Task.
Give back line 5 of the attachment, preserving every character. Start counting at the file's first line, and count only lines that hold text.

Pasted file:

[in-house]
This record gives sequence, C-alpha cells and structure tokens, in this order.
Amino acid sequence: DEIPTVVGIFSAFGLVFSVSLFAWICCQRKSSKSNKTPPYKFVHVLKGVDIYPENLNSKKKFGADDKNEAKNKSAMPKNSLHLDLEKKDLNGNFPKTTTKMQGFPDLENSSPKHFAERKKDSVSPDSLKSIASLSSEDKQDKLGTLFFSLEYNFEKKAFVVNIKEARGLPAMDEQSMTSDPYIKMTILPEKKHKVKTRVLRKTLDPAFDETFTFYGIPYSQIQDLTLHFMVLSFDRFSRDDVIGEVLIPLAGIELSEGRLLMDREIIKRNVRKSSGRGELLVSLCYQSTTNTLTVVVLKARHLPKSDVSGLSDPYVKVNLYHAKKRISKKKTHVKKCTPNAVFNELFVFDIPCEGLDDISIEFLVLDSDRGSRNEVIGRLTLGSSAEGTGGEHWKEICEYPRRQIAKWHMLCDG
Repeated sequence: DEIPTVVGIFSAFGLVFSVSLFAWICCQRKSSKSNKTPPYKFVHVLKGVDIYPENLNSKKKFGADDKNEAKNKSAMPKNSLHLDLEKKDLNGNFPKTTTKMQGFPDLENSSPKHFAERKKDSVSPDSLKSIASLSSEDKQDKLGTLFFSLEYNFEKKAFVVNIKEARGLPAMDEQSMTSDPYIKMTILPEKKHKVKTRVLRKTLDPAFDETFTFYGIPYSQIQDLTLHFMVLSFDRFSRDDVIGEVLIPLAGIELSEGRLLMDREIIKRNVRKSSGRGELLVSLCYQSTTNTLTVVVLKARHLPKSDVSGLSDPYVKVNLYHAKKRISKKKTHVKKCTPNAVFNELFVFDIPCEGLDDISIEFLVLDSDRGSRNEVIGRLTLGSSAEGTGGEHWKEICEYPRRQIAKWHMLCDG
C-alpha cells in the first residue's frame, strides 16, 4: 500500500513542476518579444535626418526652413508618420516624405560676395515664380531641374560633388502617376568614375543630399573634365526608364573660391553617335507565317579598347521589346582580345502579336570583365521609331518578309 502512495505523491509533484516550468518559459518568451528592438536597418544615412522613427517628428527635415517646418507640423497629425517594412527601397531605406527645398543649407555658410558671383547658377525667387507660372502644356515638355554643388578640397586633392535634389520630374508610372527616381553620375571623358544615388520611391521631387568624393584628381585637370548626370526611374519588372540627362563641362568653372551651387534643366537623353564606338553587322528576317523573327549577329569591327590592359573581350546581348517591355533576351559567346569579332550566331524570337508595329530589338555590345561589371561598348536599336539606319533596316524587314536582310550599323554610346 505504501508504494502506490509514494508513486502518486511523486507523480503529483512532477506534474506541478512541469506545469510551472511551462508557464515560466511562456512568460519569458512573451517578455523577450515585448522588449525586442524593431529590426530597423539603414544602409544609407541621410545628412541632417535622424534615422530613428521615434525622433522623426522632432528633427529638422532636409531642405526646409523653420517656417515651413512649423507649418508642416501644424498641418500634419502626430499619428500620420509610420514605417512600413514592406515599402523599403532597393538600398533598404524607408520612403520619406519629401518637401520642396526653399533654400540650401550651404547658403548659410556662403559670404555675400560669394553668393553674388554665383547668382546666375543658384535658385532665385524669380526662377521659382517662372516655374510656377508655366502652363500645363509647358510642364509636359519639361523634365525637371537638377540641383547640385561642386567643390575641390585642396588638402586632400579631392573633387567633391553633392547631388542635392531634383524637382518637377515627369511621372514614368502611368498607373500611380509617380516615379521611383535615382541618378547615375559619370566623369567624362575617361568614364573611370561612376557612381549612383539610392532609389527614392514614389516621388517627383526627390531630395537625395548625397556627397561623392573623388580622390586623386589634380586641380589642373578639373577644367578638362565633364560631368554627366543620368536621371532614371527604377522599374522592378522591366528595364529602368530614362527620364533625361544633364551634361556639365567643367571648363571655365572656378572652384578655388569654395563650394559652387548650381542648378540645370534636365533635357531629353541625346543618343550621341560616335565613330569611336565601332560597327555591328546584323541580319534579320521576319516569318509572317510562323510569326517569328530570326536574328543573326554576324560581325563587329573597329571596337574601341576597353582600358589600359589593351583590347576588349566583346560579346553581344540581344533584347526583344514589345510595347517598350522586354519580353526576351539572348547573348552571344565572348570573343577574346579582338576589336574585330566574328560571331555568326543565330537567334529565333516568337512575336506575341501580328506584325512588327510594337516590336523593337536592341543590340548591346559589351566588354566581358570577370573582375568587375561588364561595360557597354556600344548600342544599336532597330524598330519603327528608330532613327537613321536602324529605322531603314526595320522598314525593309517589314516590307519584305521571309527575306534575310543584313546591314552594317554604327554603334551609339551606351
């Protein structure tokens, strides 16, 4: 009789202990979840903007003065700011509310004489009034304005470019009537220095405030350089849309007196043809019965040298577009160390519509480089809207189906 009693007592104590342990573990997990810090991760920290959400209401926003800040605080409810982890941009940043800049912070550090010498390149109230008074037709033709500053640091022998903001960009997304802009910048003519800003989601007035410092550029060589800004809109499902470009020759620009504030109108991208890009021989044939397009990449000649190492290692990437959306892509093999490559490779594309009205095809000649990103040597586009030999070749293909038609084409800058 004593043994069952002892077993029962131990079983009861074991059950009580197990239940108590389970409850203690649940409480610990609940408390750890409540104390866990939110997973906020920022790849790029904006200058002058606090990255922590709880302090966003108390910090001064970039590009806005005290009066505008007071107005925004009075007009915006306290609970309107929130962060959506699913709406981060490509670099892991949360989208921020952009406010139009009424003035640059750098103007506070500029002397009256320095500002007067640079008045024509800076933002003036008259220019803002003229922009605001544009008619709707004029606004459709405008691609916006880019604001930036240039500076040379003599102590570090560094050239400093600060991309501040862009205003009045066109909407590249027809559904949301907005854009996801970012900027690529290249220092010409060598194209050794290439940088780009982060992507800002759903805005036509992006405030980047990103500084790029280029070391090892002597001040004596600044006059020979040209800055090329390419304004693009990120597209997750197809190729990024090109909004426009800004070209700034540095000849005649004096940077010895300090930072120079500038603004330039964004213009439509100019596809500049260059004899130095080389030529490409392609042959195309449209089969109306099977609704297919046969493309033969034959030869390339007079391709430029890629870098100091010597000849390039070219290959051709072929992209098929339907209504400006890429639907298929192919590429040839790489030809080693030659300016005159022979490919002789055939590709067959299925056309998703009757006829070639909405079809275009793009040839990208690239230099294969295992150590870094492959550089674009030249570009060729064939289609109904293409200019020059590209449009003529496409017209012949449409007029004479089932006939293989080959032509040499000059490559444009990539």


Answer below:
C-alpha cells in the first residue's frame, strides 16, 4: 500500500513542476518579444535626418526652413508618420516624405560676395515664380531641374560633388502617376568614375543630399573634365526608364573660391553617335507565317579598347521589346582580345502579336570583365521609331518578309 502512495505523491509533484516550468518559459518568451528592438536597418544615412522613427517628428527635415517646418507640423497629425517594412527601397531605406527645398543649407555658410558671383547658377525667387507660372502644356515638355554643388578640397586633392535634389520630374508610372527616381553620375571623358544615388520611391521631387568624393584628381585637370548626370526611374519588372540627362563641362568653372551651387534643366537623353564606338553587322528576317523573327549577329569591327590592359573581350546581348517591355533576351559567346569579332550566331524570337508595329530589338555590345561589371561598348536599336539606319533596316524587314536582310550599323554610346 505504501508504494502506490509514494508513486502518486511523486507523480503529483512532477506534474506541478512541469506545469510551472511551462508557464515560466511562456512568460519569458512573451517578455523577450515585448522588449525586442524593431529590426530597423539603414544602409544609407541621410545628412541632417535622424534615422530613428521615434525622433522623426522632432528633427529638422532636409531642405526646409523653420517656417515651413512649423507649418508642416501644424498641418500634419502626430499619428500620420509610420514605417512600413514592406515599402523599403532597393538600398533598404524607408520612403520619406519629401518637401520642396526653399533654400540650401550651404547658403548659410556662403559670404555675400560669394553668393553674388554665383547668382546666375543658384535658385532665385524669380526662377521659382517662372516655374510656377508655366502652363500645363509647358510642364509636359519639361523634365525637371537638377540641383547640385561642386567643390575641390585642396588638402586632400579631392573633387567633391553633392547631388542635392531634383524637382518637377515627369511621372514614368502611368498607373500611380509617380516615379521611383535615382541618378547615375559619370566623369567624362575617361568614364573611370561612376557612381549612383539610392532609389527614392514614389516621388517627383526627390531630395537625395548625397556627397561623392573623388580622390586623386589634380586641380589642373578639373577644367578638362565633364560631368554627366543620368536621371532614371527604377522599374522592378522591366528595364529602368530614362527620364533625361544633364551634361556639365567643367571648363571655365572656378572652384578655388569654395563650394559652387548650381542648378540645370534636365533635357531629353541625346543618343550621341560616335565613330569611336565601332560597327555591328546584323541580319534579320521576319516569318509572317510562323510569326517569328530570326536574328543573326554576324560581325563587329573597329571596337574601341576597353582600358589600359589593351583590347576588349566583346560579346553581344540581344533584347526583344514589345510595347517598350522586354519580353526576351539572348547573348552571344565572348570573343577574346579582338576589336574585330566574328560571331555568326543565330537567334529565333516568337512575336506575341501580328506584325512588327510594337516590336523593337536592341543590340548591346559589351566588354566581358570577370573582375568587375561588364561595360557597354556600344548600342544599336532597330524598330519603327528608330532613327537613321536602324529605322531603314526595320522598314525593309517589314516590307519584305521571309527575306534575310543584313546591314552594317554604327554603334551609339551606351